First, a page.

Injustice & Violence: Women

I tend to be an all or nothing sort of person so for the topics that I am passionate about I’m very passionate about, and the topics that I have little or no interest I don’t give the time of day. I have a keen interest in the movements and campaigns targeted against the domestic violence, gender violence and rape against women. I have to be very careful when discussing this issue but it is something I feel that needs constant public attention. I have spent some time over the past few years assisting in mental health wards and therapy institutions, where I worked with survivors and continuing sufferers of the above. Consequently, the prevention and after care for victims is something I try to keep up to date with, as there are always new campaigns and advisory committee’s being set up in the UK and globally.

Some of the accounts I heard first hand and on paper were harrowing to say the least, something that at first I believed I could handle. Listening to them got a lot easier but I remember how quietly some of the women spoke, it was almost like they didn’t have a voice. Spending time with them made me think about the things that helped them recover, about what they would need and what they responded to. Most of them wanted somebody to take them seriously, to show compassion or to listen to them, without judgement, someone to feel safe with. Those that were scared about their current situation would avoid talking about it at all, unless you were able to build a relationship with them in order for them to trust you.

Domestic violence, gender violence and rape doesn’t just affect you for the time period in which it occurs. The scars are timeless. Imagine building relationships with people after experiencing such hatred and brutality. Imagine the lowest levels of confidence and imagine the highest level of fear being vividly present in your daily life. Physically scars heal quickly, imagine trying to heal a character, nurturing someone back to who they were. For this reason I thoroughly invest in any platforms that are trying to help and raise awareness.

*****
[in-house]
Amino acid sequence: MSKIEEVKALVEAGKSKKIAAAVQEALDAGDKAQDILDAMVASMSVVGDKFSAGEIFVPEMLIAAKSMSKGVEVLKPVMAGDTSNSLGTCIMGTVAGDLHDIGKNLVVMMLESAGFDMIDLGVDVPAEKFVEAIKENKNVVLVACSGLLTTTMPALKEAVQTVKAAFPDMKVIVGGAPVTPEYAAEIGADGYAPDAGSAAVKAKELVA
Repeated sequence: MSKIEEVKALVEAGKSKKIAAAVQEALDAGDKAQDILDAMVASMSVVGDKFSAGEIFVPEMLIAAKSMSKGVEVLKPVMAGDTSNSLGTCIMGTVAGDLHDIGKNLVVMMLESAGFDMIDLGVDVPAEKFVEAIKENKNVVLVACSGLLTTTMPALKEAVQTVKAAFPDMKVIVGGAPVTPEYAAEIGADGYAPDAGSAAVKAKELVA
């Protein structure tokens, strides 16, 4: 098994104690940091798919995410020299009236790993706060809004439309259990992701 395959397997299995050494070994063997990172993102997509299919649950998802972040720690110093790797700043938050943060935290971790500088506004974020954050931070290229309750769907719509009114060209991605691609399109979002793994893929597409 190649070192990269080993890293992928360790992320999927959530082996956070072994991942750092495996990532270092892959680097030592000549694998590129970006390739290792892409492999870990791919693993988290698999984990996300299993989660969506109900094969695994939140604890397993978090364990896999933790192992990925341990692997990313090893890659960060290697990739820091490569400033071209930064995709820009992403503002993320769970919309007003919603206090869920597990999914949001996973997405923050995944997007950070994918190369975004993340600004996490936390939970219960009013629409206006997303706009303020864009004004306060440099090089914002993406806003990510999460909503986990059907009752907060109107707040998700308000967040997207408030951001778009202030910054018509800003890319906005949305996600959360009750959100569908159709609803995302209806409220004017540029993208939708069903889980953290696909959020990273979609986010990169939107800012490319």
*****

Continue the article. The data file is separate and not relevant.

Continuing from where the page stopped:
This is not an invitation to rape me

Obviously my experiences have only been inside the UK, but this is something that happens globally and in places where there is even less resistance, less protection, and a lot of neglect where injustice is merely a consequence of class, status and conflict. Awareness should be global for the benefit of all women.

Stop rape in conflict

3 Comments

  1. I agree. I taught my daughters safe-defense and be careful. A hard topic. I will never understand the men who rape. They had mothers, sisters and Grandmothers.

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    1. It’s a very hard topic to discuss but there needs to be a voice for these women that have theirs taken away!

      Liked by 1 person

      1. I agree. Public awareness is key. Simple rules. Trust no-one. Never go to bars alone. Watch drinks made in public and at party. Know basic self-defense. Men need to be taught respect.

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